There are three photos of the event, before and after, that compose a sort of sequence—act as a sort of witness. The first is of the soldiers’ graves. This is time-stamped “12 July 2016 at 1:47:09 PM.” The second is a selfie. I’m wearing an extremely wide-brimmed hat that frames my face like a halo, obscuring the background. This is time-stamped “12 July 2016 at 1:47:27 PM.” The third is of a slim, black snake with yellow stripes running the length of its body. This is time-stamped “12 July 2016 at 1:48:10 PM.” And here is the measurement of the event: forty-three seconds. 

An impulse to capture everything, to remember through receipts. The whole walk back through this now even more unfamiliar city. What just happened? Am I dehydrated? Am I ill? That evening, with eerie synchronicity, I stumble across a recently published interview with George Saunders in The White Review: ‘It’s kind of like, if you see a snake and it scares the shit out of you, typing, ‘Suddenly I saw a snake’ doesn’t get it—has nothing to do with what you felt in that instant. How to use or exploit or get at that (having-seen-snake) energy? The energy of what you actually felt in that instant?’1 Seeing snakes, or ghosts, or gods, that “having-seen-snake” energy, that sudden and nonnegotiable life impulse—we are still working out how to “get at that.”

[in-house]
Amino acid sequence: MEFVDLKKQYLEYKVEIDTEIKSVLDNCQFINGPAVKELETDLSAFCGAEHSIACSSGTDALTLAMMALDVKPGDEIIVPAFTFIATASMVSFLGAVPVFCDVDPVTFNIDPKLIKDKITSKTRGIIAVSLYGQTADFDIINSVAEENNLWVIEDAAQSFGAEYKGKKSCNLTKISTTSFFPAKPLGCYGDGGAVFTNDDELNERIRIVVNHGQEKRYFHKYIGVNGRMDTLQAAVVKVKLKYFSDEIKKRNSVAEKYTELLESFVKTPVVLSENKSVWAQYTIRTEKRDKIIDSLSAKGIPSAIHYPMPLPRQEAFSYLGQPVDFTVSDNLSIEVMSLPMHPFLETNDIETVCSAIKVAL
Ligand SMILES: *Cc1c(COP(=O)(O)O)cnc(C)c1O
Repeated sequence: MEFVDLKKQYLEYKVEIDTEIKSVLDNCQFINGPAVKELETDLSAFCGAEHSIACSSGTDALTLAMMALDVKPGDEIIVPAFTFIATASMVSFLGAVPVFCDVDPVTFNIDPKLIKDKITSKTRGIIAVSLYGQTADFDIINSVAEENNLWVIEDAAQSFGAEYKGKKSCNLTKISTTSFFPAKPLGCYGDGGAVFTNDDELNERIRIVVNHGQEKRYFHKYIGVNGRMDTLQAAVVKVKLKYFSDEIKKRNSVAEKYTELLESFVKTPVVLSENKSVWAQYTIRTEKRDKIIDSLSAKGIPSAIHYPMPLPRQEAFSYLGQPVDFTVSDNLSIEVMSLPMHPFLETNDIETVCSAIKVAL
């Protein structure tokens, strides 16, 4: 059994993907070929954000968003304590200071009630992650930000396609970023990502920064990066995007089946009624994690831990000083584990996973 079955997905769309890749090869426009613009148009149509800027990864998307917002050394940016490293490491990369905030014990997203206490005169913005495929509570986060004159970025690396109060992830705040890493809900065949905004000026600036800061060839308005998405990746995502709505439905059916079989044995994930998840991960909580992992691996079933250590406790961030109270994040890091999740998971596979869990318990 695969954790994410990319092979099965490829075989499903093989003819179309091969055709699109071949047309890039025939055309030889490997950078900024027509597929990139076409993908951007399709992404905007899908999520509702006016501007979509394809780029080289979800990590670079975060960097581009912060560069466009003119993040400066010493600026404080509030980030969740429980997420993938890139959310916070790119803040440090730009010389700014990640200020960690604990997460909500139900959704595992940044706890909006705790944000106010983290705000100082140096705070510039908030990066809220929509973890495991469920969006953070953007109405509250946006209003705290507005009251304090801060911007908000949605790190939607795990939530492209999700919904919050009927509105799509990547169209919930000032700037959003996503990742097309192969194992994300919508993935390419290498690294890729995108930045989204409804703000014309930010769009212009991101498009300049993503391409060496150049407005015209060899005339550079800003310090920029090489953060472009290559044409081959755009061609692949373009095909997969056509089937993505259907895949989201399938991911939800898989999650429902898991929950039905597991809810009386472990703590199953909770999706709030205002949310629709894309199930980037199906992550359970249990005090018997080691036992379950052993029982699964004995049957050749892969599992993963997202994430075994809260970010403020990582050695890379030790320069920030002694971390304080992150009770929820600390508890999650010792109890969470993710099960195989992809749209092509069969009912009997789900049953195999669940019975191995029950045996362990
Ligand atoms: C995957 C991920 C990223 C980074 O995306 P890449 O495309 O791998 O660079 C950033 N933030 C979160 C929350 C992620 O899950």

It raised its body and flared its hooded head, ready to defend itself. Two meters away, about two running steps, my body miraculously responded and I froze before I could even articulate “cobra” in my mind. Once I regained control over my body I backed slowly away, my eyes riveted on the snake. Forgetting the photo of Mt. Kenya, I took a shaky photo of the wary snake instead.2

1. Aidan Ryan and George Saunders, ‘Interview with George Saunders’, The White Review, June 2016, https://www.thewhitereview.org/feature/interview-with-george-saunders/

2. Lynne Isbell, The Fruit, the Tree, and the Serpent, (Cambridge: Harvard University Press), 2009, p. 95.

Anthropologist Lynne Isbell’s experience resembles my own encounter. It led her to develop Snake Detection Theory that suggests snakes were responsible for the way vision developed as the most dominant sense in primates. Her book The Fruit, the Tree, and the Serpent offers a way of thinking through my experience using her particular discipline of science. According to Isbell, all vertebrates share the superior colliculus (SC) pulvinar visual system. This is linked to non-conscious vision and is important for detecting and avoiding predators quickly, without need of assessment. It is also connected to the response mechanism of freezing. The more recent lateral geniculate nucleus (LGN) visual system appears in mammals and helps us edit out objects in the environment, perceiving and identifying risk and helping us choose how to respond—we are never not editing.